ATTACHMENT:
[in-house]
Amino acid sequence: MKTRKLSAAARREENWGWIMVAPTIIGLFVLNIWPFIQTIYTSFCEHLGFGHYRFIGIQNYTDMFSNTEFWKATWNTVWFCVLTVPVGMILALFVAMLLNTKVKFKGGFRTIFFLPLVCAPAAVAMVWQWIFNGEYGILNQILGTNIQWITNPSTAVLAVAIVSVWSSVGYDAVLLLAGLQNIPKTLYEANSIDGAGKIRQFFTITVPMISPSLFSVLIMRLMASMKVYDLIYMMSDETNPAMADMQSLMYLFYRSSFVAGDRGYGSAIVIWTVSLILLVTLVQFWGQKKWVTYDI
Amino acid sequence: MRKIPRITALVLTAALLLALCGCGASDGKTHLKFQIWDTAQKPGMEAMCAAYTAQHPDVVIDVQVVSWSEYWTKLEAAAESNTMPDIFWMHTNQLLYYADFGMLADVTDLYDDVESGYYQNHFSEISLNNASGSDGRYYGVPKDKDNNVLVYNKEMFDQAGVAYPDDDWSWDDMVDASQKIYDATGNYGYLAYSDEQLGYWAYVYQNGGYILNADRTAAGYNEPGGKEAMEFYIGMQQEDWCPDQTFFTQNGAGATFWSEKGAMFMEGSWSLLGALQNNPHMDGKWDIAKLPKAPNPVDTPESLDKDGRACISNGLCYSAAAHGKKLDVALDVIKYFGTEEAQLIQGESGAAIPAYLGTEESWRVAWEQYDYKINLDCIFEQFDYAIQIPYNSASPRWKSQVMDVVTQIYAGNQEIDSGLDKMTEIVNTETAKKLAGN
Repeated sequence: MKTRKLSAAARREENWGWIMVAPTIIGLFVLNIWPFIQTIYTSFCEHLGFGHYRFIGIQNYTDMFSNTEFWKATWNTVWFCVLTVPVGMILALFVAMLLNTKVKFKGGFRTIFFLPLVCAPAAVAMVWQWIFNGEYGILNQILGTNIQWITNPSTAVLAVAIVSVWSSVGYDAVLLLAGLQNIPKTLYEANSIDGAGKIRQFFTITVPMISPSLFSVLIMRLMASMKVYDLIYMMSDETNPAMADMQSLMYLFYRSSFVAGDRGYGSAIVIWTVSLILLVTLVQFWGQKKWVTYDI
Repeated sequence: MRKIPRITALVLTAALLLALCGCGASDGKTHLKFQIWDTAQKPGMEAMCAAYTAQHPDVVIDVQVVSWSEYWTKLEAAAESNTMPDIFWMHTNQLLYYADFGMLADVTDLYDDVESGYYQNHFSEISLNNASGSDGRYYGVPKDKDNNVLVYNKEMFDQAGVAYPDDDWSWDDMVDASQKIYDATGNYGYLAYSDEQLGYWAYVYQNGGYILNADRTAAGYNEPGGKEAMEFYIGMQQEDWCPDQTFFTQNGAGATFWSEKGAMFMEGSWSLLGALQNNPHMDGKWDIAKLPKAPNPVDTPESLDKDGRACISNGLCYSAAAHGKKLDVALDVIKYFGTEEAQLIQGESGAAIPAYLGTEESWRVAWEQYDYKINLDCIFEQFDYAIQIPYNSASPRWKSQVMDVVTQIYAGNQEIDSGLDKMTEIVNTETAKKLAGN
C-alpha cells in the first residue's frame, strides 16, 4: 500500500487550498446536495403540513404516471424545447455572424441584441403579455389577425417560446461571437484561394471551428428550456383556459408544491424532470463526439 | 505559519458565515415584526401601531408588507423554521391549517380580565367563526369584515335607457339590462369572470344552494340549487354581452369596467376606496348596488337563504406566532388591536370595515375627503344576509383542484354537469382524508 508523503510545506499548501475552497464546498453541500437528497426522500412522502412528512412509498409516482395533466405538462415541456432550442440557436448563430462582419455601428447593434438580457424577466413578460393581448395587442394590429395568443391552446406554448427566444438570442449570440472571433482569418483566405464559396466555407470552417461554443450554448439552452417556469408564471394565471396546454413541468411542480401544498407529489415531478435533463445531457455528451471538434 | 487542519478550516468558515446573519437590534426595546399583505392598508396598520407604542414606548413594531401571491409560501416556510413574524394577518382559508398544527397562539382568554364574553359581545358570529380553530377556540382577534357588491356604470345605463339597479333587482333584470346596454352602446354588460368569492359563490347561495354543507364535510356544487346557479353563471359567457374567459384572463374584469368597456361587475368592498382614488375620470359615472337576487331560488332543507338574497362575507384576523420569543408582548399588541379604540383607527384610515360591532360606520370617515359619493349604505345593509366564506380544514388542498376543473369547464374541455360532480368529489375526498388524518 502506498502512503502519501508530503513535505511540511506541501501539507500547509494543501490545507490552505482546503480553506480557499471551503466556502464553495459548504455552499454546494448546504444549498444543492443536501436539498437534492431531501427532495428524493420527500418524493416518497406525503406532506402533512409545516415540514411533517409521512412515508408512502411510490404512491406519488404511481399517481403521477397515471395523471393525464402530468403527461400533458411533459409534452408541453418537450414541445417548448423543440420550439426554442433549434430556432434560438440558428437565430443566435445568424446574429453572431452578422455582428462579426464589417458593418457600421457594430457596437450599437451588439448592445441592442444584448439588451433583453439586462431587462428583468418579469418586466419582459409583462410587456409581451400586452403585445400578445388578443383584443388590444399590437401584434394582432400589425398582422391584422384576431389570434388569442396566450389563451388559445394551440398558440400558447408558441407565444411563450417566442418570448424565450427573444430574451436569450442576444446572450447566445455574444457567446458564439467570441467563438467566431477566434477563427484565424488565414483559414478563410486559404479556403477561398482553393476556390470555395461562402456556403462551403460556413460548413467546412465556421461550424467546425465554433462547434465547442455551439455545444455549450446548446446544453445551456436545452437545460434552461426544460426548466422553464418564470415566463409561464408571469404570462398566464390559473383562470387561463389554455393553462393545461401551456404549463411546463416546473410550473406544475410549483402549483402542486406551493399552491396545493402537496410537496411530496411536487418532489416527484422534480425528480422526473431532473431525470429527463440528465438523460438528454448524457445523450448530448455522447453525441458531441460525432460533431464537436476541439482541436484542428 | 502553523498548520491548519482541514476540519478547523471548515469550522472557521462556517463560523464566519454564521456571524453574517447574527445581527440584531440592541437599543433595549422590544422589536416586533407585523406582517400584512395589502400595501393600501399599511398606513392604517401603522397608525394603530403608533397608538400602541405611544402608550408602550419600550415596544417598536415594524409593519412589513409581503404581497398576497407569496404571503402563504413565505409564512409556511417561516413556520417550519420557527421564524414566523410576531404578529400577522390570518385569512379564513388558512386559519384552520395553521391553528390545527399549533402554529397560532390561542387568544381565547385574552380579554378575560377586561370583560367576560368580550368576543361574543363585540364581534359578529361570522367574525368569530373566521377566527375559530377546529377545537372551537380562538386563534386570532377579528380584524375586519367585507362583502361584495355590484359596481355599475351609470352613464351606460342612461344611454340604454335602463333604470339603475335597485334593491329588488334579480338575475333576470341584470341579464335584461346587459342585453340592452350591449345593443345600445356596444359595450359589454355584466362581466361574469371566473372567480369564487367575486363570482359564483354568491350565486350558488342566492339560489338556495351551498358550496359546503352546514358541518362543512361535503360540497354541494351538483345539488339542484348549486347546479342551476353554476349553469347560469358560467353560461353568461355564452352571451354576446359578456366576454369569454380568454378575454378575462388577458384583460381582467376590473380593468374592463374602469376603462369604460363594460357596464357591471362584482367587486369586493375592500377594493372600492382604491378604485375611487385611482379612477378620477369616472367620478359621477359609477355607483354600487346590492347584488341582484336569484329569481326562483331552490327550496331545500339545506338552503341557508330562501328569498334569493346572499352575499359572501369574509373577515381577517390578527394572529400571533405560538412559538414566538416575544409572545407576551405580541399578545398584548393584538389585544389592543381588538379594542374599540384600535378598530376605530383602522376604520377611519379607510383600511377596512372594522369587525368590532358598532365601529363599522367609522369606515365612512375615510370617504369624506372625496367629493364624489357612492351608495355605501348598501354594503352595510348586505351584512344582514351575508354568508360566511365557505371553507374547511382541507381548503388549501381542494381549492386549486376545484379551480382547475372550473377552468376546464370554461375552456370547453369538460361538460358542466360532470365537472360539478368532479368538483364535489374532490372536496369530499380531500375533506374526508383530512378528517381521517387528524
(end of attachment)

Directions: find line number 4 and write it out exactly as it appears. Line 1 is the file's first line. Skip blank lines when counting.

Repeated sequence: MKTRKLSAAARREENWGWIMVAPTIIGLFVLNIWPFIQTIYTSFCEHLGFGHYRFIGIQNYTDMFSNTEFWKATWNTVWFCVLTVPVGMILALFVAMLLNTKVKFKGGFRTIFFLPLVCAPAAVAMVWQWIFNGEYGILNQILGTNIQWITNPSTAVLAVAIVSVWSSVGYDAVLLLAGLQNIPKTLYEANSIDGAGKIRQFFTITVPMISPSLFSVLIMRLMASMKVYDLIYMMSDETNPAMADMQSLMYLFYRSSFVAGDRGYGSAIVIWTVSLILLVTLVQFWGQKKWVTYDI